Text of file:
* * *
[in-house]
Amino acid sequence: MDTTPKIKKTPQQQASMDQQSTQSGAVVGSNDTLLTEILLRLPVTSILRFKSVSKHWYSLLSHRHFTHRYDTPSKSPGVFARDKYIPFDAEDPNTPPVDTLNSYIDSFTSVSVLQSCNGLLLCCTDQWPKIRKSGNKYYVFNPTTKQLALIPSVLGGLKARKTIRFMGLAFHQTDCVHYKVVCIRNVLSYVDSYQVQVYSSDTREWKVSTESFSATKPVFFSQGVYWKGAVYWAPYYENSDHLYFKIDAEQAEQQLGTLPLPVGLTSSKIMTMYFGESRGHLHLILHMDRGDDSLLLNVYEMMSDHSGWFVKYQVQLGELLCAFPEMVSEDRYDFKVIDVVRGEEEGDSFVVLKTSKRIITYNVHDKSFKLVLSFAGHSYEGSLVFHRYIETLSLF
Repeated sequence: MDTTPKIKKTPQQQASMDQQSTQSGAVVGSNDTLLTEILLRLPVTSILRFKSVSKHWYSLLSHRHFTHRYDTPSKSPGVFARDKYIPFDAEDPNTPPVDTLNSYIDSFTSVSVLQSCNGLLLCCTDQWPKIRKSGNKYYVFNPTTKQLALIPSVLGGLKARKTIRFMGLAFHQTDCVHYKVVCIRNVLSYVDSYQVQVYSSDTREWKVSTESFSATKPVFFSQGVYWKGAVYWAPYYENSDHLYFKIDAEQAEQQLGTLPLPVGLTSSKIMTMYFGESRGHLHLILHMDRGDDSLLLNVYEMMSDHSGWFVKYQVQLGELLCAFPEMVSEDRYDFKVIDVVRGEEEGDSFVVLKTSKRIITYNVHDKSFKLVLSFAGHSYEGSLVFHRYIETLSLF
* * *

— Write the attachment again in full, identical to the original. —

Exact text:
[in-house]
Amino acid sequence: MDTTPKIKKTPQQQASMDQQSTQSGAVVGSNDTLLTEILLRLPVTSILRFKSVSKHWYSLLSHRHFTHRYDTPSKSPGVFARDKYIPFDAEDPNTPPVDTLNSYIDSFTSVSVLQSCNGLLLCCTDQWPKIRKSGNKYYVFNPTTKQLALIPSVLGGLKARKTIRFMGLAFHQTDCVHYKVVCIRNVLSYVDSYQVQVYSSDTREWKVSTESFSATKPVFFSQGVYWKGAVYWAPYYENSDHLYFKIDAEQAEQQLGTLPLPVGLTSSKIMTMYFGESRGHLHLILHMDRGDDSLLLNVYEMMSDHSGWFVKYQVQLGELLCAFPEMVSEDRYDFKVIDVVRGEEEGDSFVVLKTSKRIITYNVHDKSFKLVLSFAGHSYEGSLVFHRYIETLSLF
Repeated sequence: MDTTPKIKKTPQQQASMDQQSTQSGAVVGSNDTLLTEILLRLPVTSILRFKSVSKHWYSLLSHRHFTHRYDTPSKSPGVFARDKYIPFDAEDPNTPPVDTLNSYIDSFTSVSVLQSCNGLLLCCTDQWPKIRKSGNKYYVFNPTTKQLALIPSVLGGLKARKTIRFMGLAFHQTDCVHYKVVCIRNVLSYVDSYQVQVYSSDTREWKVSTESFSATKPVFFSQGVYWKGAVYWAPYYENSDHLYFKIDAEQAEQQLGTLPLPVGLTSSKIMTMYFGESRGHLHLILHMDRGDDSLLLNVYEMMSDHSGWFVKYQVQLGELLCAFPEMVSEDRYDFKVIDVVRGEEEGDSFVVLKTSKRIITYNVHDKSFKLVLSFAGHSYEGSLVFHRYIETLSLF